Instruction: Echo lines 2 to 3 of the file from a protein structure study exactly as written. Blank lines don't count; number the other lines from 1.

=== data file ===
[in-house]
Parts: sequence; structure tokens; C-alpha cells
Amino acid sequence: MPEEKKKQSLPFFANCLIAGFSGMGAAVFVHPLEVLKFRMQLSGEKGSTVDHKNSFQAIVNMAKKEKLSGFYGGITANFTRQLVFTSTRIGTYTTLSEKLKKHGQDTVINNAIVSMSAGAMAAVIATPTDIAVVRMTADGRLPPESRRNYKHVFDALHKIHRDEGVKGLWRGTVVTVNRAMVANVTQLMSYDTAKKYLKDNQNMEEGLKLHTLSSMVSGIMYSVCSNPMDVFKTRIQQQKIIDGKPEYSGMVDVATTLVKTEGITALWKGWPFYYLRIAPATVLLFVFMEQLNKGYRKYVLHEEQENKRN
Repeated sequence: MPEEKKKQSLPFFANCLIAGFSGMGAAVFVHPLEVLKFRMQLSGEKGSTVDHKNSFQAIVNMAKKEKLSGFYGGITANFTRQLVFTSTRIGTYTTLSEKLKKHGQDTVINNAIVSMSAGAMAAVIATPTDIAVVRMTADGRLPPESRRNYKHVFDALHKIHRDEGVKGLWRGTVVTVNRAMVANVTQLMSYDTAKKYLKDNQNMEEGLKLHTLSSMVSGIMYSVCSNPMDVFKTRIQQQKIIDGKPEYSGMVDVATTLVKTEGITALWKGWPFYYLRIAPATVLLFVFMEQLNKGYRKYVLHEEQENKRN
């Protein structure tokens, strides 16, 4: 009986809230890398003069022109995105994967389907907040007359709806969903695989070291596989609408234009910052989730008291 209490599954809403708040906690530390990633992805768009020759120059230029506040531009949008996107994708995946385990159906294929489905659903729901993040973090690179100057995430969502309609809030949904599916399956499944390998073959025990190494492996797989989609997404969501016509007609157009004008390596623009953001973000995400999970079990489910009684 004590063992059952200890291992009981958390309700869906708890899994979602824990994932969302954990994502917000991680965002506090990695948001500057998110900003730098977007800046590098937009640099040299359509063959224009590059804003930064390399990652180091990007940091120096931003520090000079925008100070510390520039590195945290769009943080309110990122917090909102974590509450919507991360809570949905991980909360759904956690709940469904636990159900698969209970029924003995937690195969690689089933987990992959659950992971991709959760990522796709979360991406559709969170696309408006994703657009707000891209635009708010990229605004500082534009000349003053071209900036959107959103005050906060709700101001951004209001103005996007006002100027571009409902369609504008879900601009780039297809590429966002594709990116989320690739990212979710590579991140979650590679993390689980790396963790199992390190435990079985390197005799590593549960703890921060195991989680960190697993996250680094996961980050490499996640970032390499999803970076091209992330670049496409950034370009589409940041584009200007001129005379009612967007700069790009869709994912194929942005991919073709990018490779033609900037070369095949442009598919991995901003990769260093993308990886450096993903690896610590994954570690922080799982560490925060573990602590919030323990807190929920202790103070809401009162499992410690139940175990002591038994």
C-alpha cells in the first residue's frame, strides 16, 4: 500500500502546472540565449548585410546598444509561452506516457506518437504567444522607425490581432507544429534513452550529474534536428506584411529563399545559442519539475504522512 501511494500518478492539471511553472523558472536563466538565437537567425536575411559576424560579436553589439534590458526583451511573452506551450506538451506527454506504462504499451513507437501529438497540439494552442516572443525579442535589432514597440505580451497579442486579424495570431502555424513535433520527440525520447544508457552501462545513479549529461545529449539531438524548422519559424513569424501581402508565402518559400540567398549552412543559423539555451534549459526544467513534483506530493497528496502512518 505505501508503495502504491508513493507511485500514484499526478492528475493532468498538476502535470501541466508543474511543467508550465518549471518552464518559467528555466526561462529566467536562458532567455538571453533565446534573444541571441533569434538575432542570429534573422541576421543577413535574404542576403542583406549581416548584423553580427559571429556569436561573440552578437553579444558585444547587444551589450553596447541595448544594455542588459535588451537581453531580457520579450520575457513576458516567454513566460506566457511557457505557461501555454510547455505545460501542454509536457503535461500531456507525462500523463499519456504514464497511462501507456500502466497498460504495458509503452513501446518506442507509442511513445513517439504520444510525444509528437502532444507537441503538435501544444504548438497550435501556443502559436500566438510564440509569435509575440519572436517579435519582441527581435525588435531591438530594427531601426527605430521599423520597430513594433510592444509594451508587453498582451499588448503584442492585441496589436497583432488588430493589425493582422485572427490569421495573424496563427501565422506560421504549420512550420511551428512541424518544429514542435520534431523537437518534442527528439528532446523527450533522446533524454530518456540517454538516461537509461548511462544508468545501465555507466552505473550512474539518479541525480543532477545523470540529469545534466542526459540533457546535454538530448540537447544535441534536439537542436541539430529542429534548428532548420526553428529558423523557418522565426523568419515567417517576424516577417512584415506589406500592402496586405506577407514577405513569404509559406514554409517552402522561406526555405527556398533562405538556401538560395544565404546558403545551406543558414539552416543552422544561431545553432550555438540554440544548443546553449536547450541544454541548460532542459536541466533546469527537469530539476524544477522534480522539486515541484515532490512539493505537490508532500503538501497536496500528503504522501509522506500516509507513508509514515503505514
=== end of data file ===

Parts: sequence; structure tokens; C-alpha cells
Amino acid sequence: MPEEKKKQSLPFFANCLIAGFSGMGAAVFVHPLEVLKFRMQLSGEKGSTVDHKNSFQAIVNMAKKEKLSGFYGGITANFTRQLVFTSTRIGTYTTLSEKLKKHGQDTVINNAIVSMSAGAMAAVIATPTDIAVVRMTADGRLPPESRRNYKHVFDALHKIHRDEGVKGLWRGTVVTVNRAMVANVTQLMSYDTAKKYLKDNQNMEEGLKLHTLSSMVSGIMYSVCSNPMDVFKTRIQQQKIIDGKPEYSGMVDVATTLVKTEGITALWKGWPFYYLRIAPATVLLFVFMEQLNKGYRKYVLHEEQENKRN